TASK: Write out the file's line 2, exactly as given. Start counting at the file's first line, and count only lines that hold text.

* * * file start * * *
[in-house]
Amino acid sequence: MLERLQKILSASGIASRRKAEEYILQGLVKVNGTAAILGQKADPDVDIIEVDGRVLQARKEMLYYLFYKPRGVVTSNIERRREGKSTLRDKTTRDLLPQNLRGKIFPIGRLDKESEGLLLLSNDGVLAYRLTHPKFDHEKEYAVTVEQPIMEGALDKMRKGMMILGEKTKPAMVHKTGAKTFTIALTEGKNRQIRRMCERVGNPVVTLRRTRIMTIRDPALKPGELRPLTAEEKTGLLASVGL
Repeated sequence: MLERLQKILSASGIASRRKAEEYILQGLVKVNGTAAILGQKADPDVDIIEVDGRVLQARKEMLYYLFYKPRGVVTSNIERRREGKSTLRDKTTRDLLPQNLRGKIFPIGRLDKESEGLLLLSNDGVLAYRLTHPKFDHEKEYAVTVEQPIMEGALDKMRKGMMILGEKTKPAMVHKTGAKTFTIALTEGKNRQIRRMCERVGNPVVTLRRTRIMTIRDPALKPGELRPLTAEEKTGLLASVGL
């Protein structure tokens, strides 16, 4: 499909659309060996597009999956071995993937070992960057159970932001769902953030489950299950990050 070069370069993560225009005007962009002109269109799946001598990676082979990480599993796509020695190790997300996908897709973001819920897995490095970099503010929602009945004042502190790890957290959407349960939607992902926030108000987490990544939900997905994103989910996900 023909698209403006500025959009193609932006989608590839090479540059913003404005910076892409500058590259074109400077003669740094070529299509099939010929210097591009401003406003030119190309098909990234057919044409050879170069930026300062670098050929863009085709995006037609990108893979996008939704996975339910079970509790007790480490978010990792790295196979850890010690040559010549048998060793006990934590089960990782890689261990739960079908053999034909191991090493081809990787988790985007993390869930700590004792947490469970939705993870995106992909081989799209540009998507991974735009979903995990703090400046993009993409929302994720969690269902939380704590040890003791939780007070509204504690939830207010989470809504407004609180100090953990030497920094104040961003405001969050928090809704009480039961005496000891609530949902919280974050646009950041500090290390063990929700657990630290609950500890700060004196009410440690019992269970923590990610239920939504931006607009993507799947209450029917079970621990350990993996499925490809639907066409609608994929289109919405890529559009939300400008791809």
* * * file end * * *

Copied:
Amino acid sequence: MLERLQKILSASGIASRRKAEEYILQGLVKVNGTAAILGQKADPDVDIIEVDGRVLQARKEMLYYLFYKPRGVVTSNIERRREGKSTLRDKTTRDLLPQNLRGKIFPIGRLDKESEGLLLLSNDGVLAYRLTHPKFDHEKEYAVTVEQPIMEGALDKMRKGMMILGEKTKPAMVHKTGAKTFTIALTEGKNRQIRRMCERVGNPVVTLRRTRIMTIRDPALKPGELRPLTAEEKTGLLASVGL